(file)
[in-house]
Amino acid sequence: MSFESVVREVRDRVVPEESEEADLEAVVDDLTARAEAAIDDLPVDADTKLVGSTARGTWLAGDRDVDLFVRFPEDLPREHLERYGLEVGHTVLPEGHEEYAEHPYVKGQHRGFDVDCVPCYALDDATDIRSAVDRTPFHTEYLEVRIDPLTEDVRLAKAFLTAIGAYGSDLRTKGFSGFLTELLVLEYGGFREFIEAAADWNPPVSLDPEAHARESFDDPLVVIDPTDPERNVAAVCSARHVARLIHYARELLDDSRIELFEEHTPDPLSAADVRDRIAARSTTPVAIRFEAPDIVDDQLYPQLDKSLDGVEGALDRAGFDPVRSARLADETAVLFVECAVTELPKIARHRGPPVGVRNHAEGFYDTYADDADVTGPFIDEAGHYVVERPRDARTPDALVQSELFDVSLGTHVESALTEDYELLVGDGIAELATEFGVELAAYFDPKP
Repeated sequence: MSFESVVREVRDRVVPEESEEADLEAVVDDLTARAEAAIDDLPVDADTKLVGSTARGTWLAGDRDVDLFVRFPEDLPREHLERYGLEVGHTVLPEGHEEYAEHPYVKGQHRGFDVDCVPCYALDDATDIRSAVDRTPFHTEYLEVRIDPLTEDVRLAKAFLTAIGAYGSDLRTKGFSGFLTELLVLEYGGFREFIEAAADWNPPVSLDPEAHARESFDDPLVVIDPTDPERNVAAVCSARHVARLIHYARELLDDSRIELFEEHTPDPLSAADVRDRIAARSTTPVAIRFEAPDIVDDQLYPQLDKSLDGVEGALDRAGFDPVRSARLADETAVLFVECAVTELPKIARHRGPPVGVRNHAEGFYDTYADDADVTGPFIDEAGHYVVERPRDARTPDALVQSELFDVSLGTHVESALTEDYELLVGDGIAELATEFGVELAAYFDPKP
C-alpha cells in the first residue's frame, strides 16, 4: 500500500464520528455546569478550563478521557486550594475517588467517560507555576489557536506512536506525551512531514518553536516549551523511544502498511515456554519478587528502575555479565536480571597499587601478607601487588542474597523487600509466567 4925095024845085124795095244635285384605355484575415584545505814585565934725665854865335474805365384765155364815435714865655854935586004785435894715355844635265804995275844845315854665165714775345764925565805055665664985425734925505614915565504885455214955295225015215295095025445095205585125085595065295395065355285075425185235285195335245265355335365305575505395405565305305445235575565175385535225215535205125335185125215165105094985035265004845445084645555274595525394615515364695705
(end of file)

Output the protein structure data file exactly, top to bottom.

[in-house]
Amino acid sequence: MSFESVVREVRDRVVPEESEEADLEAVVDDLTARAEAAIDDLPVDADTKLVGSTARGTWLAGDRDVDLFVRFPEDLPREHLERYGLEVGHTVLPEGHEEYAEHPYVKGQHRGFDVDCVPCYALDDATDIRSAVDRTPFHTEYLEVRIDPLTEDVRLAKAFLTAIGAYGSDLRTKGFSGFLTELLVLEYGGFREFIEAAADWNPPVSLDPEAHARESFDDPLVVIDPTDPERNVAAVCSARHVARLIHYARELLDDSRIELFEEHTPDPLSAADVRDRIAARSTTPVAIRFEAPDIVDDQLYPQLDKSLDGVEGALDRAGFDPVRSARLADETAVLFVECAVTELPKIARHRGPPVGVRNHAEGFYDTYADDADVTGPFIDEAGHYVVERPRDARTPDALVQSELFDVSLGTHVESALTEDYELLVGDGIAELATEFGVELAAYFDPKP
Repeated sequence: MSFESVVREVRDRVVPEESEEADLEAVVDDLTARAEAAIDDLPVDADTKLVGSTARGTWLAGDRDVDLFVRFPEDLPREHLERYGLEVGHTVLPEGHEEYAEHPYVKGQHRGFDVDCVPCYALDDATDIRSAVDRTPFHTEYLEVRIDPLTEDVRLAKAFLTAIGAYGSDLRTKGFSGFLTELLVLEYGGFREFIEAAADWNPPVSLDPEAHARESFDDPLVVIDPTDPERNVAAVCSARHVARLIHYARELLDDSRIELFEEHTPDPLSAADVRDRIAARSTTPVAIRFEAPDIVDDQLYPQLDKSLDGVEGALDRAGFDPVRSARLADETAVLFVECAVTELPKIARHRGPPVGVRNHAEGFYDTYADDADVTGPFIDEAGHYVVERPRDARTPDALVQSELFDVSLGTHVESALTEDYELLVGDGIAELATEFGVELAAYFDPKP
C-alpha cells in the first residue's frame, strides 16, 4: 500500500464520528455546569478550563478521557486550594475517588467517560507555576489557536506512536506525551512531514518553536516549551523511544502498511515456554519478587528502575555479565536480571597499587601478607601487588542474597523487600509466567 4925095024845085124795095244635285384605355484575415584545505814585565934725665854865335474805365384765155364815435714865655854935586004785435894715355844635265804995275844845315854665165714775345764925565805055665664985425734925505614915565504885455214955295225015215295095025445095205585125085595065295395065355285075425185235285195335245265355335365305575505395405565305305445235575565175385535225215535205125335185125215165105094985035265004845445084645555274595525394615515364695705